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What Does the Recent White House Executive Order Mean for Nursing Home Abuse Cases?

On September 1, 2023, the U.S. Department of Health and Human Services (“HHS”) announced important new steps to crack down on nursing homes that endanger resident safety.

The Centers for Medicare & Medicaid Services (CMS) proposed a rule to set a federal floor for staffing levels so that nursing homeowners could not slash staffing to unsafe levels.

If finalized, the proposal would require every facility to have a Registered Nurse on site 24/7, a certain minimum number of registered nurses and nursing aides to provide routine care, and staffing according to resident needs based on a robust assessment of the facility’s residents. To ensure affected nursing homes have ample time to hire necessary staff, CMS proposes that the minimum staffing requirements go into effect in phases.

Staffing levels at nursing homes are closely linked to quality of care.

For instance, a study of one state’s nursing facilities showed that even a 20-minute increase in staffing per resident day from a Registered Nurse was associated with 22% fewer cases of COVID-19 and 26% fewer COVID-related deaths in nursing homes. Other studies similarly find that higher staffing is associated with better quality of patient care and patient health outcomes. Chronic understaffing disproportionately affects facilities serving a higher share of residents from certain racial and ethnic groups. In recent years, there has been a disturbing trend toward private equity firms and other large corporate owners purchasing nursing homes and slashing levels of staff as a way to maximize profits.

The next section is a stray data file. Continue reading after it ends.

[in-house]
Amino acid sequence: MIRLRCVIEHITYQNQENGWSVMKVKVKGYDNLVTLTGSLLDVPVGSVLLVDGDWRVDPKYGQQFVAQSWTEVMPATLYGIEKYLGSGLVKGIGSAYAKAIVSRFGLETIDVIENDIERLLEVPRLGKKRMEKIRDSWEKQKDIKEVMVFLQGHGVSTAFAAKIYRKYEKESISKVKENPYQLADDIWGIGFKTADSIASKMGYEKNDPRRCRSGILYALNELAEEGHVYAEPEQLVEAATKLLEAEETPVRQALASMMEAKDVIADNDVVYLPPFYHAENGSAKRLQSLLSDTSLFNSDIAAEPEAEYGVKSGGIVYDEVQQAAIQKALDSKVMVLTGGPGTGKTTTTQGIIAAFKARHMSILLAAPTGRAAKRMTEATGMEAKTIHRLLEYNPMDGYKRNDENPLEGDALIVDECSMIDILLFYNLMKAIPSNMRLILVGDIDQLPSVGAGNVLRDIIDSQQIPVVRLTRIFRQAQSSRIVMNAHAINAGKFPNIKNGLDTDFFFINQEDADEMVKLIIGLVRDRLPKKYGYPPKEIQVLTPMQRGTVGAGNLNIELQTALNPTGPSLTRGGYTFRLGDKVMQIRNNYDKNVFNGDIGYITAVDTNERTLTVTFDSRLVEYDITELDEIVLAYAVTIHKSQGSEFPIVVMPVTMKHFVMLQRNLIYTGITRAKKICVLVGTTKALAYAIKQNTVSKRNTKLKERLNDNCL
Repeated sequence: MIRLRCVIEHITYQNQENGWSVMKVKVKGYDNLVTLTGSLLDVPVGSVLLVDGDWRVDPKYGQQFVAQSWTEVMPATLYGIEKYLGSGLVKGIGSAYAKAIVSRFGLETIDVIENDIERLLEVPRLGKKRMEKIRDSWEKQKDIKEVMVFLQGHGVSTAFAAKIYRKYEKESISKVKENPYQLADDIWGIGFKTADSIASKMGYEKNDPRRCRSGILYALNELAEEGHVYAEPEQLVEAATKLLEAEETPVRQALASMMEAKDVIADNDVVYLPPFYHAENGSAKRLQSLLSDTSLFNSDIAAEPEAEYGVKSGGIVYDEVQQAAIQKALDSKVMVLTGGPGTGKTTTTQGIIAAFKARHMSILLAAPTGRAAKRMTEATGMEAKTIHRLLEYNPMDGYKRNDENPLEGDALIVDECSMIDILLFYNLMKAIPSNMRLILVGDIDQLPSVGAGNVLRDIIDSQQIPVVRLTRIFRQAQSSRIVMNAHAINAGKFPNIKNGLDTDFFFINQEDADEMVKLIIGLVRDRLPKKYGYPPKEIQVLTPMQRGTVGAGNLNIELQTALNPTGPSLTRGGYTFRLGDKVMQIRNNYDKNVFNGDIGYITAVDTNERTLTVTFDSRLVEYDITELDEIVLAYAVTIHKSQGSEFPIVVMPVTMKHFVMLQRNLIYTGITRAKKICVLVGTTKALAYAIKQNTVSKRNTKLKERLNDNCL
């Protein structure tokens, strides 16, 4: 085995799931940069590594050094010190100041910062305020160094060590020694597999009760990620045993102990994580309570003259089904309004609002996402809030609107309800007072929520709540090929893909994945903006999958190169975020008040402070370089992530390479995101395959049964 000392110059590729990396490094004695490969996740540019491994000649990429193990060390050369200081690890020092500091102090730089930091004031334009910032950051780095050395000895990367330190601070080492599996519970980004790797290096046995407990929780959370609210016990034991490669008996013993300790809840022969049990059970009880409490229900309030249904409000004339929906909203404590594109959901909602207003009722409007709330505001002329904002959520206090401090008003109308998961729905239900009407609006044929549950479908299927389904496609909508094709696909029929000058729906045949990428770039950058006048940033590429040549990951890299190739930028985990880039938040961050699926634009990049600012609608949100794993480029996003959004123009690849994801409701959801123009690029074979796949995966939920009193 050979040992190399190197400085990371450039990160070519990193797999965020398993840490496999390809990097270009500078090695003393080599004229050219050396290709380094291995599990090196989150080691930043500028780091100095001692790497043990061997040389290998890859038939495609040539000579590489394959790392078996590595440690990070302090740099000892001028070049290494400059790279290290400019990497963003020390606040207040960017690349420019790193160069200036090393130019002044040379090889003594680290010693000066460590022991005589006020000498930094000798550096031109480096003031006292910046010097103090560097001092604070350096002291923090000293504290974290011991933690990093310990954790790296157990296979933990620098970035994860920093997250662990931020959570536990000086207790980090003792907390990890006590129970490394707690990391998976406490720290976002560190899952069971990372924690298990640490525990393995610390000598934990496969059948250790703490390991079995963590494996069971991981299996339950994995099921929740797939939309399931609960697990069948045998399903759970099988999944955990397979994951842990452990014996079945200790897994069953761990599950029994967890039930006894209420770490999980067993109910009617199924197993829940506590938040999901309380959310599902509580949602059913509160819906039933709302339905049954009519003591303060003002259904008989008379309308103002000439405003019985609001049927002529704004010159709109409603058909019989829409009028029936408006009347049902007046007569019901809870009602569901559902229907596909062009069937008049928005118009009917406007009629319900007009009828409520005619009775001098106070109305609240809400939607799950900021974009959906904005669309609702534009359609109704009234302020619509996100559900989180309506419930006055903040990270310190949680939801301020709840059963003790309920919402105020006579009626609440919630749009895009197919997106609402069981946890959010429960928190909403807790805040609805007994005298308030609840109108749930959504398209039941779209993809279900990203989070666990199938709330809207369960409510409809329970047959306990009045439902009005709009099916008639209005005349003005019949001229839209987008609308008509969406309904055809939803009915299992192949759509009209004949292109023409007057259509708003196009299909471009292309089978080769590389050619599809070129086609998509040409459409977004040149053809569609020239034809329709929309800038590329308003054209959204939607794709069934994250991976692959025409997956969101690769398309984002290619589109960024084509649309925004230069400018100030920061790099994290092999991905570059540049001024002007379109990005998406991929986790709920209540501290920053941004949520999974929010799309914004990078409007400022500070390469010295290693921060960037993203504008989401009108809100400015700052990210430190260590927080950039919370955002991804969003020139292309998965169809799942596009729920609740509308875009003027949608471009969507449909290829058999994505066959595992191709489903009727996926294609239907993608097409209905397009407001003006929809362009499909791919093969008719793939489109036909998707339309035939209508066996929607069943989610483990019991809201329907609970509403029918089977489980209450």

• To improve nursing home safety in the short term, CMS also announced new efforts to improve enforcement of existing staffing standards, which currently require nursing homes to provide “sufficient” staffing and eight hours per day of registered nurse care. These actions will help address substandard care and strengthen accountability before the new minimum staffing requirements are enacted.

  • The HHS Office of the Inspector General (HHS-OIG) is also undertaking important oversight of nursing home performance, examining nursing home spending of taxpayer funds, inappropriate prescribing of antipsychotic medications, and emergency preparedness planning by facilities.

In addition, HHS is announcing new steps to help expand the nursing workforce.

CMS, in partnership with the Health Resources and Services Administration (HRSA), announced a national nursing career pathways campaign.

The campaign will help recruit, train, retain, and transition workers into nursing home careers as nursing staff. This plan will invest over $75 million in scholarships and tuition reimbursement.

While these efforts will go a long way toward addressing problems within the nursing home industry, it will take time for the impact to be seen. Meanwhile, residents and patients are still injured and continue to suffer. Unfortunately, nursing home abuse attorney J.P. Sawyer deals with these issues regularly. It is what we do. We’re here to help.


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